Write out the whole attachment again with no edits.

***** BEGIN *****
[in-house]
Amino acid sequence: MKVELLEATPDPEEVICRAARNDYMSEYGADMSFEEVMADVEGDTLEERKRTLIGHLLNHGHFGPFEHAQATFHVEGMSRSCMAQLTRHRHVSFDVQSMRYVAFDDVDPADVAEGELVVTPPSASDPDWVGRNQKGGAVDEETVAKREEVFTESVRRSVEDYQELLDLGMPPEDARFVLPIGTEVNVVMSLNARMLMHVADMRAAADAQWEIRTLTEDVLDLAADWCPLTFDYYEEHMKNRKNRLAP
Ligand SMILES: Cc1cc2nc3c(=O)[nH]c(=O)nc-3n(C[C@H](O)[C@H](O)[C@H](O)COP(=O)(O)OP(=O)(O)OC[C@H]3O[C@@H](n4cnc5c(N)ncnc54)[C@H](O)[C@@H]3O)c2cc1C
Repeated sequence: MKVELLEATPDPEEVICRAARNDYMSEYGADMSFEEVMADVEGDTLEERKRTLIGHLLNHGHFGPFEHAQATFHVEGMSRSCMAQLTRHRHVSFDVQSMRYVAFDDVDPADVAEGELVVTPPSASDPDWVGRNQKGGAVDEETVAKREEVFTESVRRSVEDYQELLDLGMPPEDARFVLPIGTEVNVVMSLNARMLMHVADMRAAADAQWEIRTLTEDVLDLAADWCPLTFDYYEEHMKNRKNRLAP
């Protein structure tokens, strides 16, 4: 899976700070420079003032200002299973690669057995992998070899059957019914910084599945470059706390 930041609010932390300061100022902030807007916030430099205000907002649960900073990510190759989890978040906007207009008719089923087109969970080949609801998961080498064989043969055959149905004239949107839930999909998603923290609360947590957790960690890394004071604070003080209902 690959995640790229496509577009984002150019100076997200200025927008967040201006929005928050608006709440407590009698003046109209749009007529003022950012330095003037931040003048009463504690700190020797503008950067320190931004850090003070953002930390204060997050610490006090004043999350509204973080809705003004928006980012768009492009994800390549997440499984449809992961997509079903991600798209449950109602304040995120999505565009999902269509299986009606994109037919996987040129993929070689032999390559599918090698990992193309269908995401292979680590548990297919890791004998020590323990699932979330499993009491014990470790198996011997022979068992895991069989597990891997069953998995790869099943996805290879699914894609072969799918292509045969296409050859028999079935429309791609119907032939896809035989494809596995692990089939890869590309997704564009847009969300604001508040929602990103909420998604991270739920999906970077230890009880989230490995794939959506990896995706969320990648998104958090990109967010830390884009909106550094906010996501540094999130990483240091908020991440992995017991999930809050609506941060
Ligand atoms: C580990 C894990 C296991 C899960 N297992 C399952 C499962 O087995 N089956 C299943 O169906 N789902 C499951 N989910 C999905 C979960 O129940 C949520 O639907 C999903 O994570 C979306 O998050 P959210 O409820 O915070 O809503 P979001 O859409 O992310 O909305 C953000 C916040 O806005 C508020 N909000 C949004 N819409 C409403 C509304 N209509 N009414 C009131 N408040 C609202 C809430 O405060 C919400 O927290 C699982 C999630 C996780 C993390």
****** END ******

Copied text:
[in-house]
Amino acid sequence: MKVELLEATPDPEEVICRAARNDYMSEYGADMSFEEVMADVEGDTLEERKRTLIGHLLNHGHFGPFEHAQATFHVEGMSRSCMAQLTRHRHVSFDVQSMRYVAFDDVDPADVAEGELVVTPPSASDPDWVGRNQKGGAVDEETVAKREEVFTESVRRSVEDYQELLDLGMPPEDARFVLPIGTEVNVVMSLNARMLMHVADMRAAADAQWEIRTLTEDVLDLAADWCPLTFDYYEEHMKNRKNRLAP
Ligand SMILES: Cc1cc2nc3c(=O)[nH]c(=O)nc-3n(C[C@H](O)[C@H](O)[C@H](O)COP(=O)(O)OP(=O)(O)OC[C@H]3O[C@@H](n4cnc5c(N)ncnc54)[C@H](O)[C@@H]3O)c2cc1C
Repeated sequence: MKVELLEATPDPEEVICRAARNDYMSEYGADMSFEEVMADVEGDTLEERKRTLIGHLLNHGHFGPFEHAQATFHVEGMSRSCMAQLTRHRHVSFDVQSMRYVAFDDVDPADVAEGELVVTPPSASDPDWVGRNQKGGAVDEETVAKREEVFTESVRRSVEDYQELLDLGMPPEDARFVLPIGTEVNVVMSLNARMLMHVADMRAAADAQWEIRTLTEDVLDLAADWCPLTFDYYEEHMKNRKNRLAP
């Protein structure tokens, strides 16, 4: 899976700070420079003032200002299973690669057995992998070899059957019914910084599945470059706390 930041609010932390300061100022902030807007916030430099205000907002649960900073990510190759989890978040906007207009008719089923087109969970080949609801998961080498064989043969055959149905004239949107839930999909998603923290609360947590957790960690890394004071604070003080209902 690959995640790229496509577009984002150019100076997200200025927008967040201006929005928050608006709440407590009698003046109209749009007529003022950012330095003037931040003048009463504690700190020797503008950067320190931004850090003070953002930390204060997050610490006090004043999350509204973080809705003004928006980012768009492009994800390549997440499984449809992961997509079903991600798209449950109602304040995120999505565009999902269509299986009606994109037919996987040129993929070689032999390559599918090698990992193309269908995401292979680590548990297919890791004998020590323990699932979330499993009491014990470790198996011997022979068992895991069989597990891997069953998995790869099943996805290879699914894609072969799918292509045969296409050859028999079935429309791609119907032939896809035989494809596995692990089939890869590309997704564009847009969300604001508040929602990103909420998604991270739920999906970077230890009880989230490995794939959506990896995706969320990648998104958090990109967010830390884009909106550094906010996501540094999130990483240091908020991440992995017991999930809050609506941060
Ligand atoms: C580990 C894990 C296991 C899960 N297992 C399952 C499962 O087995 N089956 C299943 O169906 N789902 C499951 N989910 C999905 C979960 O129940 C949520 O639907 C999903 O994570 C979306 O998050 P959210 O409820 O915070 O809503 P979001 O859409 O992310 O909305 C953000 C916040 O806005 C508020 N909000 C949004 N819409 C409403 C509304 N209509 N009414 C009131 N408040 C609202 C809430 O405060 C919400 O927290 C699982 C999630 C996780 C993390």